Steganography is the practice of sending data in a concealed format so the very fact of sending the data is disguised. The word steganography is a combination of the Greek words στεγανός (steganos), meaning “covered, concealed, or protected”, and γράφειν (graphein) meaning “writing”.
Unlike cryptography, which conceals the contents of a secret message, steganography conceals the very fact that a message is communicated. The concept of steganography was first introduced in 1499, but the idea itself has existed since ancient times. There are stories of a method being used in the Roman Empire whereby a slave chosen to convey a secret message had his scalp shaved clean and a message was tattooed onto the skin. When the messenger’s hair grew back, he was dispatched on his mission. The receiver shaved the messenger’s scalp again and read the message.
In this article, the following definitions are used:
- Payload: the information to be concealed and sent secretly, or the data covertly communicated;
- Carrier (stego-container): any object where the payload is secretly embedded;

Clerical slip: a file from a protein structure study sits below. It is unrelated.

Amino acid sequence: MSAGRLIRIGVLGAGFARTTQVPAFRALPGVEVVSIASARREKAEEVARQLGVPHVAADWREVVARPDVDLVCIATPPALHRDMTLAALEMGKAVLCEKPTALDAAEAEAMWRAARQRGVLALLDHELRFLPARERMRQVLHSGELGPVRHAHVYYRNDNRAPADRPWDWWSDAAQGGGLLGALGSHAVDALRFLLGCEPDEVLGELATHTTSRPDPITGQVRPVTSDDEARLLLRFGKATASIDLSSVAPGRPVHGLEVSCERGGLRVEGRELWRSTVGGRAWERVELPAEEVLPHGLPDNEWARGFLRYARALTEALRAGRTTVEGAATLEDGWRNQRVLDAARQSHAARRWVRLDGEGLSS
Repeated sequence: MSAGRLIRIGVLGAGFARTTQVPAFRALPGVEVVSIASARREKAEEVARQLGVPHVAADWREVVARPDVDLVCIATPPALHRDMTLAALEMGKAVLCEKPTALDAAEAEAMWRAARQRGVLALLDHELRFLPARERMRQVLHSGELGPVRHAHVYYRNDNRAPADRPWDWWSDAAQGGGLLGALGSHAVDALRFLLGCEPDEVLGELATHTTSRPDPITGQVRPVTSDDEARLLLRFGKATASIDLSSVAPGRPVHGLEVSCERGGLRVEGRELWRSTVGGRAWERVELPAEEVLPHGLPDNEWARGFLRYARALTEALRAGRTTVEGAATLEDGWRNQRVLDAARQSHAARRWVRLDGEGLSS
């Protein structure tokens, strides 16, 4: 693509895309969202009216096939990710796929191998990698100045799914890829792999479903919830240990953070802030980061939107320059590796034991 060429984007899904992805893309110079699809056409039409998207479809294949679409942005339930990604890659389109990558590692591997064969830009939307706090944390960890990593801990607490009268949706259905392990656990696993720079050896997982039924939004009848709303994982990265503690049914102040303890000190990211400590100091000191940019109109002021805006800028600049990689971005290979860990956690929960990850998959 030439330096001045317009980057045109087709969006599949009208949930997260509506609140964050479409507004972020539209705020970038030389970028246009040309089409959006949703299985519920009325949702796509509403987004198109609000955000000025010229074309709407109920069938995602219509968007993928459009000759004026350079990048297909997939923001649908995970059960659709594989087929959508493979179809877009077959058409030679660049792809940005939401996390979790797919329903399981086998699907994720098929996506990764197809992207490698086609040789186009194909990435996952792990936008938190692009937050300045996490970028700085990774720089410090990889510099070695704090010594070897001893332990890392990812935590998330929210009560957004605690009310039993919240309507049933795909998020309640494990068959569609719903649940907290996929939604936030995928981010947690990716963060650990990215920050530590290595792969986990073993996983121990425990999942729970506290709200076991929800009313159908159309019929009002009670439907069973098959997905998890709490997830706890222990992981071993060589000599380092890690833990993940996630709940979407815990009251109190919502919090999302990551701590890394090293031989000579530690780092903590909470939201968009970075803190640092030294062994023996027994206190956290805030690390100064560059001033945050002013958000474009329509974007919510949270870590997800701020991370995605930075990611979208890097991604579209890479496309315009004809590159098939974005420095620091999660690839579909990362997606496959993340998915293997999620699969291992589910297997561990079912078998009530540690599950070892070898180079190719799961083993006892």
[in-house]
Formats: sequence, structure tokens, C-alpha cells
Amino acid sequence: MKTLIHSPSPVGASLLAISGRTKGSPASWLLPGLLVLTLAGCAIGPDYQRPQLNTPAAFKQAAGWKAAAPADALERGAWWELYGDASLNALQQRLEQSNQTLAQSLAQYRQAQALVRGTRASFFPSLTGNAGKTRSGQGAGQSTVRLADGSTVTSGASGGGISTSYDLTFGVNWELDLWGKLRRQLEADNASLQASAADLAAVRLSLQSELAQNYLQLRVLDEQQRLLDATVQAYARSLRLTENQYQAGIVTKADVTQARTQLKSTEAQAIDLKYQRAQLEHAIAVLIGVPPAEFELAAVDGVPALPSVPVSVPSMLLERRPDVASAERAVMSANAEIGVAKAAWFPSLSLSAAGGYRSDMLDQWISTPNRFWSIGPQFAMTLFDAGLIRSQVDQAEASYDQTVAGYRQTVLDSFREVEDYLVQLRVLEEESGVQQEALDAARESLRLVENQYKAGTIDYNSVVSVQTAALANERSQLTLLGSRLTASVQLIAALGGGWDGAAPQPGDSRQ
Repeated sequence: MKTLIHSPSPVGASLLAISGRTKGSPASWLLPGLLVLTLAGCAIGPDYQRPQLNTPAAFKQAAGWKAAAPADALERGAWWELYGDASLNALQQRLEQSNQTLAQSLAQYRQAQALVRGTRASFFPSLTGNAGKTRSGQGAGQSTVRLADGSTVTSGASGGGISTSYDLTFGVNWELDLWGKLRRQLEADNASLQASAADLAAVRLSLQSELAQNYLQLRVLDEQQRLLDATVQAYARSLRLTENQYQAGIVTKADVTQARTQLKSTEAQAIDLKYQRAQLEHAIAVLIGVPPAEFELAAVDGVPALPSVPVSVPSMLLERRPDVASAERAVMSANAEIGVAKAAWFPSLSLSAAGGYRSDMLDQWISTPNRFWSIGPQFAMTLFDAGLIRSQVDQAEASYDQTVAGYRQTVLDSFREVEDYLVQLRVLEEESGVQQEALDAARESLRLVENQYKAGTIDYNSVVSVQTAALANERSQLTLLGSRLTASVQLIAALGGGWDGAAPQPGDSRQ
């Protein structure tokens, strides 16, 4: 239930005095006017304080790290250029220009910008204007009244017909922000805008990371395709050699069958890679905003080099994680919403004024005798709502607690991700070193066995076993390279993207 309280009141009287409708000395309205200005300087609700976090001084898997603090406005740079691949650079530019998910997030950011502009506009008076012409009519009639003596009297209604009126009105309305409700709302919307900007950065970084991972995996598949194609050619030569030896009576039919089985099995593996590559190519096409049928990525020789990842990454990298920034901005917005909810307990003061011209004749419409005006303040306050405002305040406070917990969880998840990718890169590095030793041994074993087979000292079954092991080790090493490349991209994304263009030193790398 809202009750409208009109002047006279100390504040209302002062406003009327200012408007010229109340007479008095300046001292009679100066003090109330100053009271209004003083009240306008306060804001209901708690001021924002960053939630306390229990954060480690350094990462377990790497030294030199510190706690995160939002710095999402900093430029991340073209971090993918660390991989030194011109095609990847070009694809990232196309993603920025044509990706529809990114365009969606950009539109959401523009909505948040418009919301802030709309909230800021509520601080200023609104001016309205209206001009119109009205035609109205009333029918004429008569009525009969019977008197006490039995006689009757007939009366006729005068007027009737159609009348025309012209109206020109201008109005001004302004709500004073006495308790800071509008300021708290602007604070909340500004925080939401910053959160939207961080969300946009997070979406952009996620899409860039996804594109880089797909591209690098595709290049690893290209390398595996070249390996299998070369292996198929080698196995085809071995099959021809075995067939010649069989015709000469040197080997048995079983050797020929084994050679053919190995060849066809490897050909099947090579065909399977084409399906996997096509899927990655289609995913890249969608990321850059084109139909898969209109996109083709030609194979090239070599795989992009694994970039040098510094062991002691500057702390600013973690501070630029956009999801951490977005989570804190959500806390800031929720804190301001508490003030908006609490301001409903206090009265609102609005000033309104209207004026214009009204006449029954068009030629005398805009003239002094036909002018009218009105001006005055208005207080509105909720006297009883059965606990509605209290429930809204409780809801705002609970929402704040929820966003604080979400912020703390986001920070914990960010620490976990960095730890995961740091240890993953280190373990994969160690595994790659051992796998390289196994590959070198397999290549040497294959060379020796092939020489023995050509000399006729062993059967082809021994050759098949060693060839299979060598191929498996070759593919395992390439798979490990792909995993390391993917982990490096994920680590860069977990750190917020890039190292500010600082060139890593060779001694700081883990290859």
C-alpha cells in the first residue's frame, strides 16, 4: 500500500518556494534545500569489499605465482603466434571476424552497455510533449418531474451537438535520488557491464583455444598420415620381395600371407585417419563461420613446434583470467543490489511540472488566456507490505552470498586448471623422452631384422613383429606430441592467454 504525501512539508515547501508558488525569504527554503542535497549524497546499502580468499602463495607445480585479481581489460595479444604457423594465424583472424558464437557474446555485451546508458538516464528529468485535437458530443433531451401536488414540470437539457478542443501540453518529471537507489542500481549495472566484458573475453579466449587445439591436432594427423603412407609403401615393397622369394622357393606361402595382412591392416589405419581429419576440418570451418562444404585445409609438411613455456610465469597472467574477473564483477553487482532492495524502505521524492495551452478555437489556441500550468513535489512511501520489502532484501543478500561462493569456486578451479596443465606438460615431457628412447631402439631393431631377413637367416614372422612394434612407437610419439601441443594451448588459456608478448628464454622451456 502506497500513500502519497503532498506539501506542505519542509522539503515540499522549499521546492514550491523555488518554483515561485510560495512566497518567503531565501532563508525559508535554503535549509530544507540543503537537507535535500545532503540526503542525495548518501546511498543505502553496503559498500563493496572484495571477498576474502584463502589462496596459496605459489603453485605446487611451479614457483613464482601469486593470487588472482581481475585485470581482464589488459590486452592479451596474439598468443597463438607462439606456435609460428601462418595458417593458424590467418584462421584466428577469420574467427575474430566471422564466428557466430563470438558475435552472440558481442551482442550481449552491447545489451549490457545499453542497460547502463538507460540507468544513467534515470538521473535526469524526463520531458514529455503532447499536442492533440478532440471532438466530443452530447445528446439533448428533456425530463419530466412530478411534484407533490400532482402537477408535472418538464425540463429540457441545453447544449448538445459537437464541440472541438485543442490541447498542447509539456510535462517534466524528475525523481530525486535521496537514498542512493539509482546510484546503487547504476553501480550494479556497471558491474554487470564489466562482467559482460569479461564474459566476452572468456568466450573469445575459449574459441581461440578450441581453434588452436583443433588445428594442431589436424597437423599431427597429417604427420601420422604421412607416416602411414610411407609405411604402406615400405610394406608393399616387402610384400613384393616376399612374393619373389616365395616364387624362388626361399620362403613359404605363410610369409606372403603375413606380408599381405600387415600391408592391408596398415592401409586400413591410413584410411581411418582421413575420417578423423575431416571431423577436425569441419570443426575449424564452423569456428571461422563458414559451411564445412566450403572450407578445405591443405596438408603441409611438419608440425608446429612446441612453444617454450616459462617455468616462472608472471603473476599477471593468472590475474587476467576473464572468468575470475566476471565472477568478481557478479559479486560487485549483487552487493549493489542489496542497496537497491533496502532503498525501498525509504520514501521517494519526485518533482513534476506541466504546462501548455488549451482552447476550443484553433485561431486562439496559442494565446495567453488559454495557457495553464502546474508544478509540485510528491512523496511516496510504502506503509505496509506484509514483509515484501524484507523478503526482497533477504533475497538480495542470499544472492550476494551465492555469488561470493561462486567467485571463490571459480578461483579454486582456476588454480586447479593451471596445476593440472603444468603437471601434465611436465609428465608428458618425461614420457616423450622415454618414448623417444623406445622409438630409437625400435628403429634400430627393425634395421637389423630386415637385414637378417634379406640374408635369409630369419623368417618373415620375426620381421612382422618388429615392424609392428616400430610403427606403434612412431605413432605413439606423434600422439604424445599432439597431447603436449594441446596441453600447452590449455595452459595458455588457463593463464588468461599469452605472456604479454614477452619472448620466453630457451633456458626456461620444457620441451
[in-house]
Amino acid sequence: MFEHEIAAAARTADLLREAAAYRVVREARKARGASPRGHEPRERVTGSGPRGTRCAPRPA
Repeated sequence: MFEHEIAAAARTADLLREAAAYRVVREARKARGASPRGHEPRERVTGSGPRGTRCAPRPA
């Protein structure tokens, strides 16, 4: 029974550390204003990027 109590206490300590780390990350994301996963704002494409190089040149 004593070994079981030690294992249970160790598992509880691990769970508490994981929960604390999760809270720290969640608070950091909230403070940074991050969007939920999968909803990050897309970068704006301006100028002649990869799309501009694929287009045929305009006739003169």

- Stego-system: the methods and means used to create a concealed channel for communicating information;
- Channel: the data communication channel via which the carrier is transferred;
- Key: the key used to extract the payload from the carrier (not always applied).
Steganography was actively developed throughout the 20th century, as was steganalysis, or the practice of determining the fact that concealed information is being communicated within a carrier. (Basically, steganalysis is the practice of attacking stego-systems.) Today, however, a dangerous new trend is emerging: steganography is increasingly being used by actors creating malware and cyber-espionage tools. Most modern anti-malware solutions provide little, if any, protection from steganography, while any carrier in which a payload can be secretly carried poses a potential threat. It may contain data being exfiltrated by spyware, communication between a malicious program and its C&C, or new malware.
A variety of steganographic methods and algorithms have been scientifically developed and tested. A description of some of them is provided below.
- In LSB steganography, the payload is encoded into and communicated in one or several least significant bits of the carrier. The smaller the number of bits used to carry the payload, the lower the impact on the original carrier signal.
- Discrete cosine transform or DCT-based steganography is a sub-type of LSB steganography that is often applied on JPEG-format carriers (i.e., when JPEG images are used to carry the payload). In this method, the communicated data is secretly encoded into the DCT coefficients. With all other factors being equal, this method provides a somewhat lower data carrying capacity; one of the reasons for this is that the coefficient values of 0 and 1 cannot be altered, so no data can be encoded whenever the coefficients take on these values.